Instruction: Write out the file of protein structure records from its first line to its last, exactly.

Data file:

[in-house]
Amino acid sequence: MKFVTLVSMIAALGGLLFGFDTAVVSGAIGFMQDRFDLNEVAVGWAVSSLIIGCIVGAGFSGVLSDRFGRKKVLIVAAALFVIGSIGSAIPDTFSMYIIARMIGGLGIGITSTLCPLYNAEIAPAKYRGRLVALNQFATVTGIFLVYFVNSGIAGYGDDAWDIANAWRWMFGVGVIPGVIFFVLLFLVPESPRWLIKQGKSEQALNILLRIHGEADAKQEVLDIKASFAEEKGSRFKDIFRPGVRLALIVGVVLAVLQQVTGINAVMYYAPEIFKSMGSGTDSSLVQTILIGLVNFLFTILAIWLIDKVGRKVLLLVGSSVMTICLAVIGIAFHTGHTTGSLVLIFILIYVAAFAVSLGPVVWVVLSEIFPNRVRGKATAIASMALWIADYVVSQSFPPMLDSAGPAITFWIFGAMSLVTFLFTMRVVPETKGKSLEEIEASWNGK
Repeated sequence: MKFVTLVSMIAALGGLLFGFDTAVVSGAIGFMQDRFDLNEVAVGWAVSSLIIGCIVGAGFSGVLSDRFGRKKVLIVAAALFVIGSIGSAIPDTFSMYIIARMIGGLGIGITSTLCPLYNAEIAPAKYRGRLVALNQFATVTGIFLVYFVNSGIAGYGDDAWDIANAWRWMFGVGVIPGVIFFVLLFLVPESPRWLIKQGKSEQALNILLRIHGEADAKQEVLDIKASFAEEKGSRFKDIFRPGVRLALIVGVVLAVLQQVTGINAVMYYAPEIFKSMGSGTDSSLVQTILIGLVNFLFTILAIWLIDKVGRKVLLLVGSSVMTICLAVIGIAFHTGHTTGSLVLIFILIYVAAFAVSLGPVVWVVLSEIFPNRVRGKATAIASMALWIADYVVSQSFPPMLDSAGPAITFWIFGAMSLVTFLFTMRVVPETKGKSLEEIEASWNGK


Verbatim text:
[in-house]
Amino acid sequence: MKFVTLVSMIAALGGLLFGFDTAVVSGAIGFMQDRFDLNEVAVGWAVSSLIIGCIVGAGFSGVLSDRFGRKKVLIVAAALFVIGSIGSAIPDTFSMYIIARMIGGLGIGITSTLCPLYNAEIAPAKYRGRLVALNQFATVTGIFLVYFVNSGIAGYGDDAWDIANAWRWMFGVGVIPGVIFFVLLFLVPESPRWLIKQGKSEQALNILLRIHGEADAKQEVLDIKASFAEEKGSRFKDIFRPGVRLALIVGVVLAVLQQVTGINAVMYYAPEIFKSMGSGTDSSLVQTILIGLVNFLFTILAIWLIDKVGRKVLLLVGSSVMTICLAVIGIAFHTGHTTGSLVLIFILIYVAAFAVSLGPVVWVVLSEIFPNRVRGKATAIASMALWIADYVVSQSFPPMLDSAGPAITFWIFGAMSLVTFLFTMRVVPETKGKSLEEIEASWNGK
Repeated sequence: MKFVTLVSMIAALGGLLFGFDTAVVSGAIGFMQDRFDLNEVAVGWAVSSLIIGCIVGAGFSGVLSDRFGRKKVLIVAAALFVIGSIGSAIPDTFSMYIIARMIGGLGIGITSTLCPLYNAEIAPAKYRGRLVALNQFATVTGIFLVYFVNSGIAGYGDDAWDIANAWRWMFGVGVIPGVIFFVLLFLVPESPRWLIKQGKSEQALNILLRIHGEADAKQEVLDIKASFAEEKGSRFKDIFRPGVRLALIVGVVLAVLQQVTGINAVMYYAPEIFKSMGSGTDSSLVQTILIGLVNFLFTILAIWLIDKVGRKVLLLVGSSVMTICLAVIGIAFHTGHTTGSLVLIFILIYVAAFAVSLGPVVWVVLSEIFPNRVRGKATAIASMALWIADYVVSQSFPPMLDSAGPAITFWIFGAMSLVTFLFTMRVVPETKGKSLEEIEASWNGK